Thursday, November 27, 2014

BlueSkiesResearch.org.uk: Paris syndrome

 So, for two weeks we find ourselves in France. Gif-sur-Yvette on the outskirts of Paris to be precise, the location of the CNRS site where we are staying in the very impressive chateau de ville (preservation of which was apparently a requirement of taking on the site).
chateau-1

The visit is courtesy of Masa Kageyama at LSCE-IPSL-CEA-CNRS and our first lesson was to learn what all the acronyms mean and (roughly) how they relate to each other! The main focus of our trip is working on a joint paper which involves several people here, which is not yet ready for public unveiling but which may hopefully be the subject of future blogging. LSCE is stuffed full of paleoclimate scientists of note, including numerous IPCC authors and PMIP leaders and the like. So it was a little surprising to find it located on the site of a disused and slightly derelict corner of a nuclear research facility a little way away, with the offices lined up in what used to be a linear collider. It’s not quite as dystopian as it sounds, and the canteen is certainly a cut above what you tend to find in UK labs!

CNRS-1

We managed to arrive just as Masa had to go away to be somewhere else, so we spent our first day (and also our free weekend) mostly enjoying the pleasures of Paris. I was three years old last time I visited, so I was surprised how little it had changed, though everything looked a bit smaller than I remember.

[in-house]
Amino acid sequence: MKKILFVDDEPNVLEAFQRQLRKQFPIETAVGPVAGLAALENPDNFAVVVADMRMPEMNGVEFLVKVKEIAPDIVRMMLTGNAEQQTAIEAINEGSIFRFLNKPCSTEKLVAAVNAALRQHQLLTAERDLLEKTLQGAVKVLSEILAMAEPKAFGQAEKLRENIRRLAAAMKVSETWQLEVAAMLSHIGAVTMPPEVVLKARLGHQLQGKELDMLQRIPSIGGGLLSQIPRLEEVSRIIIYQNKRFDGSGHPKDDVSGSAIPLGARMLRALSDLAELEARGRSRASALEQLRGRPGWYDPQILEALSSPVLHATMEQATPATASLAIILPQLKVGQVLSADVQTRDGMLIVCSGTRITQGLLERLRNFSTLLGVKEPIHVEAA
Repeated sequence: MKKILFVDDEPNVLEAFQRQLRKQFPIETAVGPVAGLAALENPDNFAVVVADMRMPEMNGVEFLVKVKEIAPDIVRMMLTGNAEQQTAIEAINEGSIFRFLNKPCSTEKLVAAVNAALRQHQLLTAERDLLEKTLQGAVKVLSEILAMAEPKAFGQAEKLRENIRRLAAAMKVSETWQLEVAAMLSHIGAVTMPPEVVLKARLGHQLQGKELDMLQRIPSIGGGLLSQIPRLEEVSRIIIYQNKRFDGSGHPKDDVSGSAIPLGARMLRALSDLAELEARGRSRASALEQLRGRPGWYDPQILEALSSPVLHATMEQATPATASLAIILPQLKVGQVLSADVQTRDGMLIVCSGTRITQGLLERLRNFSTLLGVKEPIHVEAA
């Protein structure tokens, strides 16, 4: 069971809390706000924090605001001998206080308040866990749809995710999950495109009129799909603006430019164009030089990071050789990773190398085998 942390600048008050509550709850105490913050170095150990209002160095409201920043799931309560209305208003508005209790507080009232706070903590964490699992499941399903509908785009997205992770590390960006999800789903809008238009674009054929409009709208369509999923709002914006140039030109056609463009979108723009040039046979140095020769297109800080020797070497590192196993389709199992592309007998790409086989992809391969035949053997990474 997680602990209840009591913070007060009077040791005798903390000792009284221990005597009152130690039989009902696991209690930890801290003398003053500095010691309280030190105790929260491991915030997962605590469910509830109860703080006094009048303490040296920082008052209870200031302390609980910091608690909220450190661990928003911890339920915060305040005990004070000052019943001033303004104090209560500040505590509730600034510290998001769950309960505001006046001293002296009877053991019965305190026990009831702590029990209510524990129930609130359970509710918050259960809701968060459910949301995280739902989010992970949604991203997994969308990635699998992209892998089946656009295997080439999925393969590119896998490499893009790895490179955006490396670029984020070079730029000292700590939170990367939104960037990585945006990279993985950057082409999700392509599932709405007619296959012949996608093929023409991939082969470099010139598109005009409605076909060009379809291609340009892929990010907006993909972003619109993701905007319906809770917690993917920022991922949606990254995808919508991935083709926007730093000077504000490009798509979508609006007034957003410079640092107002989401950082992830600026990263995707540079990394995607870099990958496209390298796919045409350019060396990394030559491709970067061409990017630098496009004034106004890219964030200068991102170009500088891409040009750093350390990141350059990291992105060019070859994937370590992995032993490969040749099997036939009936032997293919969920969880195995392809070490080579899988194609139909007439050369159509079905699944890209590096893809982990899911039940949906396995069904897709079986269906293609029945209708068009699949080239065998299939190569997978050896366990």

Our work stay started off with a couple of informal seminars which then merged into a group meeting at which they all discussed their upcoming strike. As a one-time union rep it was interesting to finally find somewhere where unions actually do something. Vive la revolution! What with that and the food I wonder if I would have liked to live in France, though the prevalence of smoking remains a problem.

Our visit also coincided with this conference which we also attended, about which I’ll write separately. More importantly, significant progress on the paper has been made, and our last act before leaving will be to give another talk at Jussieu in central Paris tomorrow.

Saturday, November 22, 2014

[jules' pics] Travels

But where?!

It is a place where people have been known to lose their heads

foreign-5
And not just on the roads
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Where bicycles are very important. (Although you actually see more of them being ridden in London).
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Where the building that should be the opera house is actually the stock exchange
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Where they have taken the Boris Bicycle concept several stages further...?